Crackdowns, Torture and Intimidation in Bahrain - by Stephen Lendman
Largely ignored by Washington, Western governments, and America's media, the ruling Al Khalifa monarchy continues cracking down brutally against nonviolent protesters since civil resistance began last February.
On July 14, UK Telegraph writer Richard Spencer headlined, "Bahraini woman poet tells of torture while in custody," saying:
Incarcerated after reciting a poem critical of government policies, "Ayat al-Qurmezi (age 20) became one of the symbols of the (ongoing) protests....After she was arrested....she was beaten, electro(shocked) and threatened with sexual assault while in custody."
On July 11, the Bahrain Center for Human Rights (BCHR) headlined, "Teachers ordeal in Bahrain: arrested, tortured, sacked, suspended and prosecuted," saying:
Teachers and Bahrain Teachers Association (BTA) members participated in protest demonstrations, demanding respect for human rights and democratic change. As a result, they faced "arbitrary arrests, military prosecution, torture, suspensions, salary cuts, and investigation."
BTA board members were arrested, held incommunicado with no access to family or lawyers. A month later, some were released. Others are still detained, including BTA President Mahdi Abu Deeb, charged with:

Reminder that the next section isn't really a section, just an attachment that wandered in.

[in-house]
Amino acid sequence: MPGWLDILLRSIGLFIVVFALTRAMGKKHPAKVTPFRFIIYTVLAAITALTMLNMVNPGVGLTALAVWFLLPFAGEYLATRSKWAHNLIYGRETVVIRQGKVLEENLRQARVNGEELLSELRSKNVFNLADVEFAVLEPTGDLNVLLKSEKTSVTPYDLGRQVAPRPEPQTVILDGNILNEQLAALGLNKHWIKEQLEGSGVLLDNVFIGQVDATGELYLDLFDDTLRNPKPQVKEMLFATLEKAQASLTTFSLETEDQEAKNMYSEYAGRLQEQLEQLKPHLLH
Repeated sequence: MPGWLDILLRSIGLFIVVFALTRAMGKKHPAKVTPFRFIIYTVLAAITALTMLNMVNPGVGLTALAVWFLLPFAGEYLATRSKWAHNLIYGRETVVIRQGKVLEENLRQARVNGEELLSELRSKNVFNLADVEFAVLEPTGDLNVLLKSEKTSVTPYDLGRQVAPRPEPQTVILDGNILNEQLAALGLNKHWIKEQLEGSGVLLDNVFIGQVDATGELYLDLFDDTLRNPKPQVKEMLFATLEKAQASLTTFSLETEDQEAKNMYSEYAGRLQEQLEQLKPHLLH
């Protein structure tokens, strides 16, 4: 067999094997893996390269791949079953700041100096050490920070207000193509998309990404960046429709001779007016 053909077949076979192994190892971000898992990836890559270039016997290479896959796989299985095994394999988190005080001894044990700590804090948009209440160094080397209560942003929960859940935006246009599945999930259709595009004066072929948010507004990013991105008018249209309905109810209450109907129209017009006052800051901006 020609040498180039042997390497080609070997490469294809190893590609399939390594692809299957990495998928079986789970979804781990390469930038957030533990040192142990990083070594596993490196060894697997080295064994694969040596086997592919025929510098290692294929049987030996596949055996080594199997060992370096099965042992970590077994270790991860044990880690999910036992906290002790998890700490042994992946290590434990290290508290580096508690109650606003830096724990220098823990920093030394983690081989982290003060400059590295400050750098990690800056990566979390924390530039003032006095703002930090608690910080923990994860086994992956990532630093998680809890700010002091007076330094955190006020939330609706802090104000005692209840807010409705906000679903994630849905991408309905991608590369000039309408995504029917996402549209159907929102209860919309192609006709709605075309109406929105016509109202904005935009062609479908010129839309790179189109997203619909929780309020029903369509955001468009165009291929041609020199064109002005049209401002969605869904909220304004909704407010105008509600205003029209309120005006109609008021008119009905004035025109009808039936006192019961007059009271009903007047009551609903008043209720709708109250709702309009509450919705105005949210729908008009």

"deliver(ing) speeches haranguing and instigat(ing) protesters and inciting them against the political regime, flouting the real voluntary and lofty goals of the association."
On June 6, Deeb and BTA Vice President Jaleela Al Salman were tried in military court charged with:
"inciting others to commit crimes, calling for the hatred and overthrow of the ruling system, holding pamphlets, disseminating fabricated stories and information, leaving work on purpose and encouraging others to do so and taking part at illegal practices."
So far, at least 66 teachers were arrested. In addition, riot police repeatedly targeted 15 or more girls' schools. Teachers and students were arbitrarily arrested, detained, and "physically abused."
Other schools were also attacked. Many teachers were arrested, interrogated, intimidated, abused, charged with going on strike, participating in peaceful protests, and inciting anti-regime sentiment.
In custody, they were beaten and tortured. One female teacher said:
"Around 10 policewomen were asking me and beating me at the same time. Then they handcuffed me and kept beating me on the head and back while kicking me and stepping on my feet."
Others were threatened with rape and beaten. A woman who had major back surgery was repeatedly kicked there after explaining her medical condition.
Many faced secretive military trials and convicted. More trials are expected. Many others were arbitrarily suspended from positions or sacked. More remain under investigation. Intimidation throughout Bahrain is pervasive.